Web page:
Another perfect day. Caroline Nicholls very kindly ferried me to Arundel Station, the start of my third walk, and gave me some useful pointers about what I might expect as she’d walked this section as part of FSH’s Walk The Hospices Trail event two years ago.
The first part of the walk took me alongside the River Arun, where, in the early morning sunshine the nature reserve managed by the Wildfowl and Wetlands Trust made for a calm and scenic start. Thinking back to the castle I was reminded of The Earl and Countess of Arundel hosting a dinner for FSH in 2018 when our guest speakers were Julian Fellowes and Hugh Bonneville – a really splendid occasion which raised £70,000 for our hospices.
My walk continued along part of the Monarch’s Way, a 615 mile long-distance path that approximates the escape route to France (from Worcester to Brighton) taken by King Charles II in 1651 after being defeated in the Battle of Worcester.
Continuing through the Angmering Estate, I crossed pastures and a forest of majestic beech trees. A little further on I took a detour to call at Chestnut Tree House hospice where some of the nursing staff came out to cheer me on. Chestnut Tree House cares for approximately 300 children and young adults from 0-19 years of age with progressive life-limiting conditions. It currently costs over £4 million to provide the care services offered with only 5% of this coming from government.
Back on the trail I was again treated to some stunning scenery – emerging from some woodland into a crop field I could see the tall spire of Patching Church and the sea beyond. As my trail notes suggested, I stopped on the bench alongside the lynch gate at St John the Divine church for refreshments. I went inside and used the sanitiser provided in the porch, leaving my contact details on a list on the baptismal font (for Covid tracking purposes). It is a pretty church and had a nice feel about it.
On continuing through the sleepy village I saw a man clipping a hedge which was populated with some very quirky scare-crows which made me smile. I asked the man, his name was Roy Hogan, why they were there. He said he’d originally put one there and noticed it made people smile, so he added more which made people smile even more. He told me that his wife, Joan, was born in their brick and flint stone house, at the door of which stood a life size cardboard cut out of Boris Johnson, a recent birthday present to Joan from their daughter. I wandered on still carrying the smile Roy had given me.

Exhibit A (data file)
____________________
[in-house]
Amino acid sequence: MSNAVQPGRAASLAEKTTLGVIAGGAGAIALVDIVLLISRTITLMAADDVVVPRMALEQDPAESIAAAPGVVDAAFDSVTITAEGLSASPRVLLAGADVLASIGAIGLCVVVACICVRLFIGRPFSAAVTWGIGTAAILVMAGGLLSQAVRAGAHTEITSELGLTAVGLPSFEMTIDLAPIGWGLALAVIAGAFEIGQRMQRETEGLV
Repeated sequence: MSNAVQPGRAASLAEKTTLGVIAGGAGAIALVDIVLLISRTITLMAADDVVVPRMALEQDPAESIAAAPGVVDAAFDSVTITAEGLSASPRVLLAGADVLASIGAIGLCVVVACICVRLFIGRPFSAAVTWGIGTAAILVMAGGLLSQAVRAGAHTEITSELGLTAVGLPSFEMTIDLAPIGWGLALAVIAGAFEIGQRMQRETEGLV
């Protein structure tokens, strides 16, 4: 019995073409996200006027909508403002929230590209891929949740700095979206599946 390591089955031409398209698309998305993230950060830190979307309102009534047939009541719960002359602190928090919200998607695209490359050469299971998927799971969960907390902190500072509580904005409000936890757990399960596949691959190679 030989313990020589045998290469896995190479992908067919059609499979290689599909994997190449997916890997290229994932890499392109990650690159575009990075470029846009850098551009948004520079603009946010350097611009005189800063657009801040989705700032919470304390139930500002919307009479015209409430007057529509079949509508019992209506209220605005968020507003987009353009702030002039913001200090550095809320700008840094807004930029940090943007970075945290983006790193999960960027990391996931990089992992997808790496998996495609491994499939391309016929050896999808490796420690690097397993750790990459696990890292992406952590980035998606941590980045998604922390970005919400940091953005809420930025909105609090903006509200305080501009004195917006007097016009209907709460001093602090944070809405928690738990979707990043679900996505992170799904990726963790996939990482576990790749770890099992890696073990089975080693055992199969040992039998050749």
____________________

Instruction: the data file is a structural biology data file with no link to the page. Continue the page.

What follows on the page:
After the village the trail took some peculiar zig-zags across fields leading to an underpass beneath the A27 just beyond The World’s End pub. After a climb up through Highdown Copse I was rewarded with some truly magnificent views which took in Brighton and a long stretch of the south coast.
I had earlier made a plan through the good offices of Ruth Taylor, Trustee of St. Barnabas House, to call in to the hospice but was running about an hour late.
Fortunately, Ruth’s husband Kevin met and guided me through that last stretch and I was greeted on arrival by Becki, Joanna, Kate.
St Barnabas has 20 inpatient beds but the majority of its care takes place in the community – in people’s homes. It costs St Barnabas just over £8 million to provide that care, of which only 17% comes from government. I’d received messages of support from Chair, Patricia Woolgar, Chief Executive, Rosemarie Finley and Clinical Director, Cathy Stone. All said how proud they were to work with such a dedicated team of healthcare professionals who work tirelessly to provide vital hospice care and who have all gone above and beyond – rising to the challenges presented by Covid-19.
Today’s walk was long and varied and quite, quite beautiful. Its length and the peace and solitude provided on many of its sections gave me the time and space to meditate. I found the rhythm of walking acted like a sort of mantra helping me to disengage from my mind and go within. It really was a perfect day!
My thanks to Lisa Welton who sponsored this section of the Sussex Hospices Trail in memory her father Peter Hamilton-Price R.N.